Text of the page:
I used these novels premises to evaluate my disaster contigency planning.

I just put this on my to do list.

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PostPosted: Thu May 03, 2012 11:55 am 
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I second The War of The Worlds. H.G. Wells had his stuff together (except for enjoying Stalin, eugenics, etc.).


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PostPosted: Thu May 03, 2012 3:44 pm 
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Honeypot wrote:
Cockroach, I've never heard of those - interesting.
Please share your person top "older" SF apoc novels, so folks can get a better idea whether your tastes coincide with our own tastes. :)

I'm always eager to read new SF apoc stuff, but there's also a lot of crud out there.

To add to the list...
  • Yeah, "Lucifer's Hammer" is the #1 "procedural" novel of all time, IMO.
  • Anything by Heinlein, apoc or otherwise, should be on every SF fan's list.
  • Ditto (though note as intensely) for anything by John Wyndham. :)
  • I recently read the first book in the "Hunger Games" trilogy (at the recommendation of #1 daughter), and very much enjoyed it. It's a one day/sitting type book. :)
  • If you'd like to read an "interesting solution" to Margaret Atwood's thoroughly depressing "The Handmaid's Tale", check out Sheri Tepper's superb "Gate To Women's Country". It starts out almost as depressing, then there's "the twist". :) Women and Geeky men will particularly enjoy it. ;)


Thanks Honeypot, The stuff in the OP is definitely top notch stuff, no crud there.

Older apoc I enjoyed reading

The Stand by Stephen King
Lucifer's hammer Like you mention is great..Niven was my favorite for quite a while..Alas Ringworld series kinda went downhill

A new Sci Fi I just finished reading Dog Eat Dog by david Rodger.. excellent concepts..Combines Zombie PAW plus a real special sci fi concept I havent seen in survival fiction yet. MUST READ!

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PostPosted: Sun May 06, 2012 2:52 pm 
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Reading this one now, had to order it from the UK, good read.

Andrew

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PostPosted: Sun May 06, 2012 3:02 pm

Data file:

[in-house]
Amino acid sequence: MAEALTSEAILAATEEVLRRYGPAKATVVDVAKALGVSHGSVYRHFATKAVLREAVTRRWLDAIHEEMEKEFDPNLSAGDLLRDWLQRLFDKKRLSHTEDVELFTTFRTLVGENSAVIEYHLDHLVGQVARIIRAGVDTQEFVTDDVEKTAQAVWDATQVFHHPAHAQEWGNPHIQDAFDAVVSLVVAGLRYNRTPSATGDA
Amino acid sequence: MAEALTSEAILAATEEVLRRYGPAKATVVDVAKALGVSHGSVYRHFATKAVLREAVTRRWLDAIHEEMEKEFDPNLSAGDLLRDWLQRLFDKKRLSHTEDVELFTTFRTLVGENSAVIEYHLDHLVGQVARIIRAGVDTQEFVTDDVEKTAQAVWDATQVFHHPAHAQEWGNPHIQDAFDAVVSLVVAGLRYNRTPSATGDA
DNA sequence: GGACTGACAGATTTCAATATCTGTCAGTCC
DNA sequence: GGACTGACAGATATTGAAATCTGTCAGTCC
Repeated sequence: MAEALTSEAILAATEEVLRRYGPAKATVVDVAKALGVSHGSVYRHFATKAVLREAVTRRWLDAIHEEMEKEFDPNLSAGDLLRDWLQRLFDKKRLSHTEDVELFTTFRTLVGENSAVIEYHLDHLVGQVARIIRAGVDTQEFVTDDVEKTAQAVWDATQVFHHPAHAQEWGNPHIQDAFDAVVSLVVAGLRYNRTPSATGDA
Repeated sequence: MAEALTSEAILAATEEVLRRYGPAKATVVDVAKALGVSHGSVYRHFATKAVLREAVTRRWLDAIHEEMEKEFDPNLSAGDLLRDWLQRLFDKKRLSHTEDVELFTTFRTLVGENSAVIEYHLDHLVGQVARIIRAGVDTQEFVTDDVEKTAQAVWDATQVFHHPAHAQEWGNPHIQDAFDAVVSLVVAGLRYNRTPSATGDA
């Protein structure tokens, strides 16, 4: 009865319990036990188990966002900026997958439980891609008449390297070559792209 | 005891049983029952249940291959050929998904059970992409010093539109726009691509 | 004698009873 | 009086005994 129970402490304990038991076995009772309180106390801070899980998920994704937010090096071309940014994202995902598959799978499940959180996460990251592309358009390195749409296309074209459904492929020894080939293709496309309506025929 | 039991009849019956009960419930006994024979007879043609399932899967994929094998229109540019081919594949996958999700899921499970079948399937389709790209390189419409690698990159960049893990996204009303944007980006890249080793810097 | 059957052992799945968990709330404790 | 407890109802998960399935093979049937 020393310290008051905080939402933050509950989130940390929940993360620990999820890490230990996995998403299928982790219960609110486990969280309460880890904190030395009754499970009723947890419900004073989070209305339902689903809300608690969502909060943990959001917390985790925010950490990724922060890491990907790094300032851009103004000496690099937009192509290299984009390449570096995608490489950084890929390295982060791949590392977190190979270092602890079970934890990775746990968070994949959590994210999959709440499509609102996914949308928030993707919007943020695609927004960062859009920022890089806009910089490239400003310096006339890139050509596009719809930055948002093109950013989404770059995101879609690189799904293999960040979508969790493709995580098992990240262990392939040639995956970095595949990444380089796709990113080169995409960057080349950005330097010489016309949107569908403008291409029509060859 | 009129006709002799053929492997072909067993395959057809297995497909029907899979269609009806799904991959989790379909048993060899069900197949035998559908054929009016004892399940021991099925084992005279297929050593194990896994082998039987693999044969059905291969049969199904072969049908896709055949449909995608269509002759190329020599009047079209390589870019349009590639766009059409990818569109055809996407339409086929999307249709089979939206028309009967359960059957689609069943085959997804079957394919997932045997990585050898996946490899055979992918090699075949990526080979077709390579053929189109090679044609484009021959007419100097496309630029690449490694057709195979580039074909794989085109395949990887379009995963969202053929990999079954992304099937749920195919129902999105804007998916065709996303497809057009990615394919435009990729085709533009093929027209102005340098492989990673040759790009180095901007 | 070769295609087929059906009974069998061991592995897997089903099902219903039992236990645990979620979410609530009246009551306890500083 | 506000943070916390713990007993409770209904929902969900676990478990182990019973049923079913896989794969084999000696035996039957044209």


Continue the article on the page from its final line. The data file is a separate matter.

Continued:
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ElevenBravo wrote:
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Reading this one now, had to order it from the UK, good read.

Andrew

Is that an Apocalyptic novel for kids?
(I am in no way saying that is a bad thing)

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PostPosted: Sun May 06, 2012 3:05 pm 
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I've been pimping Hugh Howey's "Wool" series for a while now, got to do it again. It's set in a dystopian silo (imagine the vaults from Fallout, a few thousand people in it) after a global apocalypse.

He's simply one of the best authors I've come across in a long time, (he's written a lot of other stuff too, all fantastic) and he spits them out fast (#6 was just released a few weeks ago)

http://www.amazon.com/Wool-Omnibus-Edit ... B0071XO8RA


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PostPosted: Sun May 06, 2012 3:07 pm 
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Confucius wrote:
I've been pimping Hugh Howey's "Wool" series for a while now, got to do it again.


I second this recommendation.

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PostPosted: Sun May 06, 2012 3:46 pm 
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Logans Run wrote:
Is that an Apocalyptic novel for kids?
(I am in no way saying that is a bad thing)


Yes, it is.

http://en.wikipedia.org/wiki/Brother_in_the_Land


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My grade 9 English teacher read this aloud in class to us and I always remembered it.

Quote:
I read this story for an english assignment but I liked this book so much I read it again and again.

From:
http://www.amazon.com/Brother-Land-Robe ... 0823405567

Got my copy on ebay

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PostPosted: Sun May 06, 2012 9:55 pm 
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"The Last Centurion" by Jon Ringo was an excellent read. I've loved everything from Jon Ringo so far...
And the Vampire Earth series by E.E. Knight i think would fall into the PAW genre. The series starts with "Way of the Wolf" and I think is currently up to #8 or 9.

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PostPosted: Sun May 06, 2012 10:11 pm 
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In addition to several of the above listed novels, I've always liked Wolf and Iron by Gordon R. Dickson.

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Malevil by Robert Merle